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John Rubino: Junior Miners – In Search of The Next 50-Bagger

Guest post from John Rubino on his substack:

Hi, my name is John and I’m an addict.

My descent into helpless obsession began, as it has for many others, with a tiny little stock that got very big very fast.

Its name was Great Bear Resources, and it was a Canadian gold explorer that Jay Taylor’s Gold and Energy Stocks newsletter profiled in 2018. Jay noted that Great Bear was finding gold – lots of it — with every hole it drilled. He also noted that the company’s property was in Canada’s Red Lake district, home to some of history’s most prolific and profitable mines. It was right near a highway and power lines. And its management was credentialed and articulate.

Together these things formed a nice little package — but a very early-stage and therefore risky one. So I tossed a “lottery ticket” sized bet of $4,000 its way, buying 10,000 shares at US$0.39 per share.

In the ensuing year Great Bear kept finding gold, and its CEO told his story to any podcaster who cared to listen. The stock began to rise, hitting $2 and then $5, which made it a rare and coveted 10-bagger.

The next couple of years were dramatic, with the pandemic and all, so I won’t bore you with the stressful details. Suffice it to say that Great Bear kept finding more gold, its stock bounced up and down in ways that destabilized its investors’ limbic systems, and at long last, industry giant Kinross Gold stepped in to buy Great Bear for $23 a share, producing a 58-fold profit for those who bought on the initial recommendation and stayed the course. I’d sold some of my shares on the way up, but even so my $4,000 had become $160,000.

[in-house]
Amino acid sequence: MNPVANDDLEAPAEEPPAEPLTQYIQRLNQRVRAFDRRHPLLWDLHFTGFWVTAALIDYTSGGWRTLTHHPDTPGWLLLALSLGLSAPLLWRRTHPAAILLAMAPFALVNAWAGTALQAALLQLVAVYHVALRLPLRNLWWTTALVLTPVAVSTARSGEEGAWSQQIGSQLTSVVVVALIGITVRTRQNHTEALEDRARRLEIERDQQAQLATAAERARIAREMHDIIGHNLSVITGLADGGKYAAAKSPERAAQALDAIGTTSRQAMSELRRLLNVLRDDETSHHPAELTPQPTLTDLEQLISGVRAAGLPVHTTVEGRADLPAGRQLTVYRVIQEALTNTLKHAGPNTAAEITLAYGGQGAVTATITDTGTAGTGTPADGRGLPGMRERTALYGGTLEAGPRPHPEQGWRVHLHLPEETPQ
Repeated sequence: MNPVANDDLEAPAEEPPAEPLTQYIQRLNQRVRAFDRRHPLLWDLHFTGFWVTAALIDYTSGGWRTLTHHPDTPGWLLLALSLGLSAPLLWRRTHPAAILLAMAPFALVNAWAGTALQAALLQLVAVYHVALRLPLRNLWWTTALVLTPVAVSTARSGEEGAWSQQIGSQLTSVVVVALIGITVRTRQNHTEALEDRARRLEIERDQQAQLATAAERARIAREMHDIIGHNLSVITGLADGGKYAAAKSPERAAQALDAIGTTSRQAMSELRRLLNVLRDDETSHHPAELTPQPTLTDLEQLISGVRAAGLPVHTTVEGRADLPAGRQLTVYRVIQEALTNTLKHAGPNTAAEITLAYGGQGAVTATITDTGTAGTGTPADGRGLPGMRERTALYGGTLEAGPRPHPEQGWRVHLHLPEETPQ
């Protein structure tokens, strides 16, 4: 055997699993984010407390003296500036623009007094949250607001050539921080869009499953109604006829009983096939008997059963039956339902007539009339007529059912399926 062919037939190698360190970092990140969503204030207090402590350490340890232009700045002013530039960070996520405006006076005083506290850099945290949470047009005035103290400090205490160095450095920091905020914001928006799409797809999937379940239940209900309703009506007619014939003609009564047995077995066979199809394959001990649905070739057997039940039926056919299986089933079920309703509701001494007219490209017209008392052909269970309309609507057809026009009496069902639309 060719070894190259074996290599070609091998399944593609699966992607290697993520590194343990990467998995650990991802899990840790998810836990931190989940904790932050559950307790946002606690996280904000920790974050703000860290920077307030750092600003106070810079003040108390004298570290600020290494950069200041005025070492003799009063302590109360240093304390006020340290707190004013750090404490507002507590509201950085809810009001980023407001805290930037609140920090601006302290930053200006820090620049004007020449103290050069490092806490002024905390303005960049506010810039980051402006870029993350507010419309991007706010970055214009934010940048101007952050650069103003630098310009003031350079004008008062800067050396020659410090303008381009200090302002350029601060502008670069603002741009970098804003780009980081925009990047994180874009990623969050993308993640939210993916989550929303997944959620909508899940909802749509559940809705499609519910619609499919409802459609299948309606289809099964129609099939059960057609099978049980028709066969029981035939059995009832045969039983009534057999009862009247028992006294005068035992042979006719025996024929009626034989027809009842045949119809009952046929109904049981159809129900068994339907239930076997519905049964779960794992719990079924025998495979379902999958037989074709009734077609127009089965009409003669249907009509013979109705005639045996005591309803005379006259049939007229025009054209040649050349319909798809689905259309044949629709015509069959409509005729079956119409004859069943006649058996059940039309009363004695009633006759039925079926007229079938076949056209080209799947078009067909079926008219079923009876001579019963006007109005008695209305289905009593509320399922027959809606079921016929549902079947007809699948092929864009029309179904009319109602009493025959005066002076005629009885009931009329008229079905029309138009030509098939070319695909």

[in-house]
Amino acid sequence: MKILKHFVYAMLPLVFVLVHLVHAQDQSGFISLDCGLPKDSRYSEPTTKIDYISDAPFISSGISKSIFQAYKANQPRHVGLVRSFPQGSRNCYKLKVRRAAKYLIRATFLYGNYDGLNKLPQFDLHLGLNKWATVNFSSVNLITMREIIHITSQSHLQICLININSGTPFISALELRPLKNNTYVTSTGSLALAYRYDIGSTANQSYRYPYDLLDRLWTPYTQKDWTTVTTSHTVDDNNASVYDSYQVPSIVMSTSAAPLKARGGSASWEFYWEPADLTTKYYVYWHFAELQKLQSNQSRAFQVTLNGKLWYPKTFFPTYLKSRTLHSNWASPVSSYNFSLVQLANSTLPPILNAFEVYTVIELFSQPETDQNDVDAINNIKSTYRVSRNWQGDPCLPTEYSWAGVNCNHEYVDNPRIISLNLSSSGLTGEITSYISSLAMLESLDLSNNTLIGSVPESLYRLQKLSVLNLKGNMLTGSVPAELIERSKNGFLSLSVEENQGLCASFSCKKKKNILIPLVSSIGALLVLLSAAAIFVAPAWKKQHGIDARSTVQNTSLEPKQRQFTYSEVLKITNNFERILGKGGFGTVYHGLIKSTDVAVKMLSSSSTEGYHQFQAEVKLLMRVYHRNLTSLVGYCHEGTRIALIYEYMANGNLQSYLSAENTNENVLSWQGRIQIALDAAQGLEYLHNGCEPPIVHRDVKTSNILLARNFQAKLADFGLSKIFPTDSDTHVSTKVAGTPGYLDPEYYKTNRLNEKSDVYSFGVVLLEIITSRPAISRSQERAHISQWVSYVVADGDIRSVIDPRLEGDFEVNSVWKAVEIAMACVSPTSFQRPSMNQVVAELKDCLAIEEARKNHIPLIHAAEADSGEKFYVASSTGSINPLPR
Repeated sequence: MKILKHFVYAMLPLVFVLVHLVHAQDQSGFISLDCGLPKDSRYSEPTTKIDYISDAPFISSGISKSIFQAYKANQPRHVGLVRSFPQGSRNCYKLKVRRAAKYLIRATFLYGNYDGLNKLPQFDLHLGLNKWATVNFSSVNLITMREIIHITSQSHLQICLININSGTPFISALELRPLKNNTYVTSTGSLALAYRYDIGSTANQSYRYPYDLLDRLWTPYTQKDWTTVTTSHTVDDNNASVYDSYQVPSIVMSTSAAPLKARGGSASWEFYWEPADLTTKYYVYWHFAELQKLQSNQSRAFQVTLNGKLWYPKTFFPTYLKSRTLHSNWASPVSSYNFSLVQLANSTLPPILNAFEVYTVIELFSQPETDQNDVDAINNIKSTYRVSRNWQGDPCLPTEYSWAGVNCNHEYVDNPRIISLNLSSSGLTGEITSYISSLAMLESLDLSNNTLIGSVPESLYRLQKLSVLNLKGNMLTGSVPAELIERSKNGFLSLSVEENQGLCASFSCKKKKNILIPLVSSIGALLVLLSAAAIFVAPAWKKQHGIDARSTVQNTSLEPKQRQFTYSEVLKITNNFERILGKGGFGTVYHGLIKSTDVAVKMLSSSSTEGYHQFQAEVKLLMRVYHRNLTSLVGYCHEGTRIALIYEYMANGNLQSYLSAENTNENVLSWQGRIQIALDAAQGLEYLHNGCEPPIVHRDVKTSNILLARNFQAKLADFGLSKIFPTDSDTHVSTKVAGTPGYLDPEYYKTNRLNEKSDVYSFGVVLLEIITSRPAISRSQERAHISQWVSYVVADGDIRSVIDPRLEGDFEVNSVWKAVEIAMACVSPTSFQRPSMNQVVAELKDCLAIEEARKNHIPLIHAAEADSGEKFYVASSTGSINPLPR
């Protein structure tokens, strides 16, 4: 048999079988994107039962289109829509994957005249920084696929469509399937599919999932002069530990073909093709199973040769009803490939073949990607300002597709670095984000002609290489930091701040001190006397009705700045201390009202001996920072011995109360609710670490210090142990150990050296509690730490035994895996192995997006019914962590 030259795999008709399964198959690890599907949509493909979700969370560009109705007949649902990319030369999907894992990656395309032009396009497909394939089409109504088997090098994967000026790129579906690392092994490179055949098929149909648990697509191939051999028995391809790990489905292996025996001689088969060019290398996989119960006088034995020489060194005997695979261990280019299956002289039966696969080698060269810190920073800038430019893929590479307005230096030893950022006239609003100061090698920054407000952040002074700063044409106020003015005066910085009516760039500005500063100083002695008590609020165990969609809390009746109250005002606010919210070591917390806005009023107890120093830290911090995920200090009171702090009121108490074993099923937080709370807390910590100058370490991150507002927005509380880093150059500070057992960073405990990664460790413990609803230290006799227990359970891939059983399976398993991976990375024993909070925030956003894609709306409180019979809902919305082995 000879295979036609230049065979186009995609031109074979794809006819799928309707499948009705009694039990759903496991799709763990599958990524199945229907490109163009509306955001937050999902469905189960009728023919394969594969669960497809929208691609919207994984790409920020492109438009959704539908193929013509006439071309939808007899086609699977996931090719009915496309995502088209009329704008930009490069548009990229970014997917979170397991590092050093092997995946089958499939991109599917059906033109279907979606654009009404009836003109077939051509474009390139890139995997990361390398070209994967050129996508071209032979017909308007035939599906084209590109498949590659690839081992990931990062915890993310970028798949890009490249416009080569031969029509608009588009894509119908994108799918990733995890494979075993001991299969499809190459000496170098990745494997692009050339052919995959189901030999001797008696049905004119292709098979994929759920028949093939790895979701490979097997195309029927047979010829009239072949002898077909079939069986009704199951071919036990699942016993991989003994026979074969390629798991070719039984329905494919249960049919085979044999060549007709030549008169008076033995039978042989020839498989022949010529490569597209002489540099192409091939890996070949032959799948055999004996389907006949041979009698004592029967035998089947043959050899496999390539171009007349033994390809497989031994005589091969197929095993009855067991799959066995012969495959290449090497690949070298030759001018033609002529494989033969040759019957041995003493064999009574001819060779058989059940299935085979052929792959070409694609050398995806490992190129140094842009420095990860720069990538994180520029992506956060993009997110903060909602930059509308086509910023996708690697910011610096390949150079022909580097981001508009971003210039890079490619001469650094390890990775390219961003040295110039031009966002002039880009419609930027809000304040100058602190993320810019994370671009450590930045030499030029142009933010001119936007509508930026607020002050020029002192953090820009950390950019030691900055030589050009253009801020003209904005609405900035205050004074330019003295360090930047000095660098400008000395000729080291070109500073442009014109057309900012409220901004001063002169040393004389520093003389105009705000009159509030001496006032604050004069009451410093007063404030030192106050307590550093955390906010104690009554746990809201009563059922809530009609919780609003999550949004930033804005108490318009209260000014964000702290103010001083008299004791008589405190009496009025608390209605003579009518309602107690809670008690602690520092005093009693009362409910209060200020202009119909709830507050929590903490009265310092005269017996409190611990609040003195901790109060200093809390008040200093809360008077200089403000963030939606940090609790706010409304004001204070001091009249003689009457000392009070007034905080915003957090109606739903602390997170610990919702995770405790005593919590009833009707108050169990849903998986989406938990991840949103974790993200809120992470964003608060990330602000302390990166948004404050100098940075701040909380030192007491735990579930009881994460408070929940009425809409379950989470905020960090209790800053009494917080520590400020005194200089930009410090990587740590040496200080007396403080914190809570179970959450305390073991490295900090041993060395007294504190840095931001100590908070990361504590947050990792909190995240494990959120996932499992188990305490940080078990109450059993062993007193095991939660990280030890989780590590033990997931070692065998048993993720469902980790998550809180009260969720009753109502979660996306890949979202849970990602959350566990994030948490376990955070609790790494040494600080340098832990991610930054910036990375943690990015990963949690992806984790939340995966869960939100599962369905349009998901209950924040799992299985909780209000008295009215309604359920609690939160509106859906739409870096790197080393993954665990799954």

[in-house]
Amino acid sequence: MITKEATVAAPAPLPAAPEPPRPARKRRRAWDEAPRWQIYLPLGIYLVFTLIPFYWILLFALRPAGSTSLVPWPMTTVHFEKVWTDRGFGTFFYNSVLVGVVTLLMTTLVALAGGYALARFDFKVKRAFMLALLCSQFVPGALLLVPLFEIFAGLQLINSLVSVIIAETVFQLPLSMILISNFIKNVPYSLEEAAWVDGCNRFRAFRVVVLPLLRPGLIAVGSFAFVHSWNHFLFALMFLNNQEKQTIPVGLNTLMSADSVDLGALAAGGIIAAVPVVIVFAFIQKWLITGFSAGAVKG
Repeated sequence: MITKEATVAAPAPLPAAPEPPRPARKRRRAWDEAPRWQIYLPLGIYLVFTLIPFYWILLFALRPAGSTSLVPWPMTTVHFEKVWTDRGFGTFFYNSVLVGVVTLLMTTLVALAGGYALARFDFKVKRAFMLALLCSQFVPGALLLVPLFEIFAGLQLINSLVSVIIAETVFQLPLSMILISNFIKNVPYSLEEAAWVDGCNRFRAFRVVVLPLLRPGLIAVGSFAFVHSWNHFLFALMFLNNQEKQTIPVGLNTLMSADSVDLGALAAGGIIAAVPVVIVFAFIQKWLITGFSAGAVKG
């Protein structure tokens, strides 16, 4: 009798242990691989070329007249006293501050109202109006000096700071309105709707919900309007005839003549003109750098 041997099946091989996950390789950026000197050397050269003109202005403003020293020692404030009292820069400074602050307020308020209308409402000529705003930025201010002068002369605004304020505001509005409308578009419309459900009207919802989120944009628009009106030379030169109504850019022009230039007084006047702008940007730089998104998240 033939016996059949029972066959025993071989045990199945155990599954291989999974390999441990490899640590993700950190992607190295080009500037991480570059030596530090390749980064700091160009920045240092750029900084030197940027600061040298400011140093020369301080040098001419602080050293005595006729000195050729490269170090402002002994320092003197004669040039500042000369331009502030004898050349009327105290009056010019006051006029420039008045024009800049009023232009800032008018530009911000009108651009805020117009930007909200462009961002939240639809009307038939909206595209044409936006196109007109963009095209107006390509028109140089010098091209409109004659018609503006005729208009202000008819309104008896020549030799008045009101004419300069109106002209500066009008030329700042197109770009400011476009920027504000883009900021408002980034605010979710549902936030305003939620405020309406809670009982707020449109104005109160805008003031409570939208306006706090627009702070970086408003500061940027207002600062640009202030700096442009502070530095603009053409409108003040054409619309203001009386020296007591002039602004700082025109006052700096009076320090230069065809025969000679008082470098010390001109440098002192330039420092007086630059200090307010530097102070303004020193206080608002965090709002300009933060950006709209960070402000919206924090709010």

And so I was hopelessly hooked, fated to spend the rest of this life seeking the next 50-bagger dopamine rush. But so far, the search hasn’t gone well. My trading account looks like a battlefield strewn with the corpses of exploration companies that seemed, briefly, like huge potential winners but turned out to be something less.

But the hunger remains. At any given time, there are ten or so juniors with flashes of potential greatness. I and the other “investors” in this space pour over promising juniors’ news releases for hints of magic, with the addict’s certainty that the next hit is out there somewhere. It has to be.

At this point, 90% of you are appalled and want nothing more to do with this sector (and maybe the writer). But 10% of you are thinking “50 times my money … just a few of those would change everything…”

For the latter group, I’m both sorry about getting you into this and happy see more potential friends join this odd little subculture. For you, here’s a very brief primer on junior mining stocks:

A successful junior miner has:

Legit management. People who have previously found a deposit and turned it into a profitable mine or nice buyout offer are a vastly better bet than someone who’s in his first rodeo and making beginners mistakes. And a CEO with a background in geology is more reassuring than one from, say, corporate law or venture capital.